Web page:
How to Clean and Maintain Your Drywall Tools

drywall mud putty or spackle on a metal applicator
  • 2-3 hours
  • Beginner
  • 30-120
What You'll Need
Bucket of water
Drywall tools
Putty knife
Rough scouring pad
Scrub brush (optional)
Cleaning rags
Rust retardant compound

Knowing how to properly clean your drywall tools of messy caked-on joint compound can extend the life of the tools for years and save you a good deal of time and effort. Professional drywall installers often refer to joint compound as mud because it can create just as much of a mess. Some brands of drywall tools can be expensive, and any DIY-er would want to prevent needing to replace such an investment due to lack of maintenance. Joint compound can harden on the tools in a relatively short time after completing a drywall installation, so cleaning them in a timely manner is also important.

Step 1 -- Scrape and Soak Tools

Scrape off as much of the dried joint compound as possible with the putty knife. You can also use your drywall taping knife for this if you do not have a putty knife handy. Make sure you have a bucket that is large enough to submerge your tools; a clean 5-gallon one should do nicely. After scraping, submerge your tools in the bucket of water for at least 10 to 20 minutes. If there is still stubborn joint compound stuck on them, soak your tools again for the same length of time.

Step 2 -- Scrub Drywall Tools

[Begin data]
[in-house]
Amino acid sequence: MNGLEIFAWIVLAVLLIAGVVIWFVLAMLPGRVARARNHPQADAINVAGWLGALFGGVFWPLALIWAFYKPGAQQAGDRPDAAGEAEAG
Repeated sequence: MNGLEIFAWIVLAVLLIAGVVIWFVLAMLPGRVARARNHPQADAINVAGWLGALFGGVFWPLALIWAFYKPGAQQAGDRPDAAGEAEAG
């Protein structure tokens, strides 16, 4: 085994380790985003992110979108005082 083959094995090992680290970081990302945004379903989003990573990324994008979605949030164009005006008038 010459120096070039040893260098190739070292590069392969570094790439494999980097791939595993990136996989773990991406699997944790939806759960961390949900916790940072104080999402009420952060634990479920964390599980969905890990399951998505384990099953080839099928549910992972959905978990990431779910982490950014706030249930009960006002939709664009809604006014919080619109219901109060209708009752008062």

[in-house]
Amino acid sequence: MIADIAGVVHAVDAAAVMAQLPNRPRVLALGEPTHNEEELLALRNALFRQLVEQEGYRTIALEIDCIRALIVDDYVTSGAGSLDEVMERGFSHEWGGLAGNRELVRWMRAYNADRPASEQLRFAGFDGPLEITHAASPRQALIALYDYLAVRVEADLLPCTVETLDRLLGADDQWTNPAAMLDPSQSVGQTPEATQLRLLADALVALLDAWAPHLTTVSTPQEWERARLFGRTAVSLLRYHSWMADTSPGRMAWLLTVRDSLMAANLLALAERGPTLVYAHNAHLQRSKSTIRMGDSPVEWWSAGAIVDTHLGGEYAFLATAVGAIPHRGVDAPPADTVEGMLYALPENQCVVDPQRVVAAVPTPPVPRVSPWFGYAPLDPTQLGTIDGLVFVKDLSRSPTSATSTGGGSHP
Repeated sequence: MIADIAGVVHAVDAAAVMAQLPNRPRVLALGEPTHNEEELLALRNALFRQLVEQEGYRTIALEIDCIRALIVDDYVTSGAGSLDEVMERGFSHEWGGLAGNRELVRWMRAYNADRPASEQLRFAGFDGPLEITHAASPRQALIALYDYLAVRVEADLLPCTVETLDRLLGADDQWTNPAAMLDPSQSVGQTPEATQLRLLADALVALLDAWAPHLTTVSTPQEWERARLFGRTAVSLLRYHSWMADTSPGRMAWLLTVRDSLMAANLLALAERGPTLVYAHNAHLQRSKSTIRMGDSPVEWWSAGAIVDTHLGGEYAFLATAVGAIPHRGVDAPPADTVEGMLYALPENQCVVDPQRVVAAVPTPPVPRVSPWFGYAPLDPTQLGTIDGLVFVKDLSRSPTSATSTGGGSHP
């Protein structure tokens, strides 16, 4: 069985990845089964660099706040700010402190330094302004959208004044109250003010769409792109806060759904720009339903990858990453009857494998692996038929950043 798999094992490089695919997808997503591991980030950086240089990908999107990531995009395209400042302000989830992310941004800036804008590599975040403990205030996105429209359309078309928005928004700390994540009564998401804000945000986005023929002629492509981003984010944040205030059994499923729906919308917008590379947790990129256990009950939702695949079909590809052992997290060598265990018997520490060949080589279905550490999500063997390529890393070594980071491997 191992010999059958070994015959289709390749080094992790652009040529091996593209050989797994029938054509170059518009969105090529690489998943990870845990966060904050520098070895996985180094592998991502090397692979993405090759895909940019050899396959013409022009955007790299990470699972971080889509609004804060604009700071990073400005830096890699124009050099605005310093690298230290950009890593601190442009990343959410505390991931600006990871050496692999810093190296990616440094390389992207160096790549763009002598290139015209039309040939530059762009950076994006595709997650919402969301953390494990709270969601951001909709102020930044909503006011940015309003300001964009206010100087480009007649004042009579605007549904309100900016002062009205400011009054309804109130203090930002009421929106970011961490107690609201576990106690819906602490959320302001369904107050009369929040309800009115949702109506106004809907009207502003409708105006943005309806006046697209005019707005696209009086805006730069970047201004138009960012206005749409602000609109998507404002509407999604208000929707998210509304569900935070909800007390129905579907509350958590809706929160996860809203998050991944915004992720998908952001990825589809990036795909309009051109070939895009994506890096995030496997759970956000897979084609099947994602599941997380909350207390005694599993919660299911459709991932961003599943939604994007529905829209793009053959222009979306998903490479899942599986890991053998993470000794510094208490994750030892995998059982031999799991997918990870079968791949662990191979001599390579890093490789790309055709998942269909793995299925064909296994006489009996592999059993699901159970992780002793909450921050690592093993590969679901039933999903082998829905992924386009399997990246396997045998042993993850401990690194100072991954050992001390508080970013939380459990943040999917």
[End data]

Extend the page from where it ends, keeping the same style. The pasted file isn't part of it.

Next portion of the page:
Once your tools are sufficiently soaked to remove all hardened compound, take them out of the bucket and dump the dirty water from it. Refill the bucket with clean water and then use the scouring pad to thoroughly scrub all traces of joint compound from your tools. Always use a dish scouring pad for cleaning your drywall tools, not a steel wool pad since the abrasive metal from this will cause scratches in the surfaces of the tools. A stiff scrub brush will also work as an alternative.

Remove and rinse the tools, and then dry them with a clean rag. A piece of old T-shirt works well. Be sure to dry all hard-to-reach parts, such as handle joints and fasteners. Be sure to wash off any joint compound from your hands as well. When pouring out water and cleaning your bucket, do not dump water down a kitchen sink; use a laundry room sink if one is available. Some areas have ordinances against dumping drywall residue down plumbing drains, so it is a good idea to check the local codes for proper disposal procedures.

Step 3 -- Apply Rust Inhibitor

Rust inhibitors most often come as aerosol sprays. Spray all of the metal fasteners on the tools with this compound, and be sure to do this in a well-ventilated area. Small screws and bolts on the handles of tools such has taping knives are prone to rust, so make sure they get a coat of rust inhibitor on a regular basis. Wipe off excess rust inhibiting spray from other areas of your tools with a clean rag. If you do not want to purchase more expensive rust inhibiting spray, standard WD-40 spray will work just as effectively. Always store your drywall tools in a dry place.